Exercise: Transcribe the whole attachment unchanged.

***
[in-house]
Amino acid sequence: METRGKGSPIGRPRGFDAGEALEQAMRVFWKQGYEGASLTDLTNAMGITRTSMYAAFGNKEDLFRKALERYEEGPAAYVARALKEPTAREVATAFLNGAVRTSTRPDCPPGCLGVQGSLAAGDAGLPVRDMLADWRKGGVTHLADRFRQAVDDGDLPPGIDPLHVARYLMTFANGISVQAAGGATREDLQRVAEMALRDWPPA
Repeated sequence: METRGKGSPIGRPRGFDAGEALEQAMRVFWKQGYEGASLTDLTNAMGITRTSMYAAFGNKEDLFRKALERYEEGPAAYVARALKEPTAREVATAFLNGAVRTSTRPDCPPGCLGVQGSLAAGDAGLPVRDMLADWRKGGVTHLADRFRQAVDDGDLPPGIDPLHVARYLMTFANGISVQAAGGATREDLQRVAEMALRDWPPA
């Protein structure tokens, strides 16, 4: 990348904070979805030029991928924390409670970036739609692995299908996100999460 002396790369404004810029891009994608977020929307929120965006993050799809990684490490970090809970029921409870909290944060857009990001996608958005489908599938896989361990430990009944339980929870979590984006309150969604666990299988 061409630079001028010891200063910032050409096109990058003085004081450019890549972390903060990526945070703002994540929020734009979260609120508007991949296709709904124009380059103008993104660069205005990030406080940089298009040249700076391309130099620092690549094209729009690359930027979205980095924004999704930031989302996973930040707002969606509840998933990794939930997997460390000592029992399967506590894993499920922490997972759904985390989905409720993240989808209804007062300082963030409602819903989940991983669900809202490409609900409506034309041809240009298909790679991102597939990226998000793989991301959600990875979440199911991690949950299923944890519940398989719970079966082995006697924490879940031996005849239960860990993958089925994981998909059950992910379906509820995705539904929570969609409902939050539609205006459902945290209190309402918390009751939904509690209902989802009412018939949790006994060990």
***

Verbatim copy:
[in-house]
Amino acid sequence: METRGKGSPIGRPRGFDAGEALEQAMRVFWKQGYEGASLTDLTNAMGITRTSMYAAFGNKEDLFRKALERYEEGPAAYVARALKEPTAREVATAFLNGAVRTSTRPDCPPGCLGVQGSLAAGDAGLPVRDMLADWRKGGVTHLADRFRQAVDDGDLPPGIDPLHVARYLMTFANGISVQAAGGATREDLQRVAEMALRDWPPA
Repeated sequence: METRGKGSPIGRPRGFDAGEALEQAMRVFWKQGYEGASLTDLTNAMGITRTSMYAAFGNKEDLFRKALERYEEGPAAYVARALKEPTAREVATAFLNGAVRTSTRPDCPPGCLGVQGSLAAGDAGLPVRDMLADWRKGGVTHLADRFRQAVDDGDLPPGIDPLHVARYLMTFANGISVQAAGGATREDLQRVAEMALRDWPPA
């Protein structure tokens, strides 16, 4: 990348904070979805030029991928924390409670970036739609692995299908996100999460 002396790369404004810029891009994608977020929307929120965006993050799809990684490490970090809970029921409870909290944060857009990001996608958005489908599938896989361990430990009944339980929870979590984006309150969604666990299988 061409630079001028010891200063910032050409096109990058003085004081450019890549972390903060990526945070703002994540929020734009979260609120508007991949296709709904124009380059103008993104660069205005990030406080940089298009040249700076391309130099620092690549094209729009690359930027979205980095924004999704930031989302996973930040707002969606509840998933990794939930997997460390000592029992399967506590894993499920922490997972759904985390989905409720993240989808209804007062300082963030409602819903989940991983669900809202490409609900409506034309041809240009298909790679991102597939990226998000793989991301959600990875979440199911991690949950299923944890519940398989719970079966082995006697924490879940031996005849239960860990993958089925994981998909059950992910379906509820995705539904929570969609409902939050539609205006459902945290209190309402918390009751939904509690209902989802009412018939949790006994060990």